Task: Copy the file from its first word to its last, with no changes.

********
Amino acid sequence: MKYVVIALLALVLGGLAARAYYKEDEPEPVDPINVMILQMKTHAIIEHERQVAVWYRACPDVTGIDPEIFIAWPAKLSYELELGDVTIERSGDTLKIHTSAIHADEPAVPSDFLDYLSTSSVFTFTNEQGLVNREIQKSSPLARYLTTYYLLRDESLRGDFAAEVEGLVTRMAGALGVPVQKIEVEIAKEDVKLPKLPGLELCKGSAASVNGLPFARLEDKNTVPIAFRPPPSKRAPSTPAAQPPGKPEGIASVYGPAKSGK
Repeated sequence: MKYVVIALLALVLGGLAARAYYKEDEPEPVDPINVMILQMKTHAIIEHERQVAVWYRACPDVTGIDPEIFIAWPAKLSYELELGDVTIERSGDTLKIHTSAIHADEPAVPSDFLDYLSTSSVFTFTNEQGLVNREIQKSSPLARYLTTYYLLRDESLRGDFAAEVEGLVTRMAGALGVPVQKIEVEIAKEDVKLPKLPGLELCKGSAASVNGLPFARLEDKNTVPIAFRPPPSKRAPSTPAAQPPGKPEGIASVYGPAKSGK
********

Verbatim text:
Amino acid sequence: MKYVVIALLALVLGGLAARAYYKEDEPEPVDPINVMILQMKTHAIIEHERQVAVWYRACPDVTGIDPEIFIAWPAKLSYELELGDVTIERSGDTLKIHTSAIHADEPAVPSDFLDYLSTSSVFTFTNEQGLVNREIQKSSPLARYLTTYYLLRDESLRGDFAAEVEGLVTRMAGALGVPVQKIEVEIAKEDVKLPKLPGLELCKGSAASVNGLPFARLEDKNTVPIAFRPPPSKRAPSTPAAQPPGKPEGIASVYGPAKSGK
Repeated sequence: MKYVVIALLALVLGGLAARAYYKEDEPEPVDPINVMILQMKTHAIIEHERQVAVWYRACPDVTGIDPEIFIAWPAKLSYELELGDVTIERSGDTLKIHTSAIHADEPAVPSDFLDYLSTSSVFTFTNEQGLVNREIQKSSPLARYLTTYYLLRDESLRGDFAAEVEGLVTRMAGALGVPVQKIEVEIAKEDVKLPKLPGLELCKGSAASVNGLPFARLEDKNTVPIAFRPPPSKRAPSTPAAQPPGKPEGIASVYGPAKSGK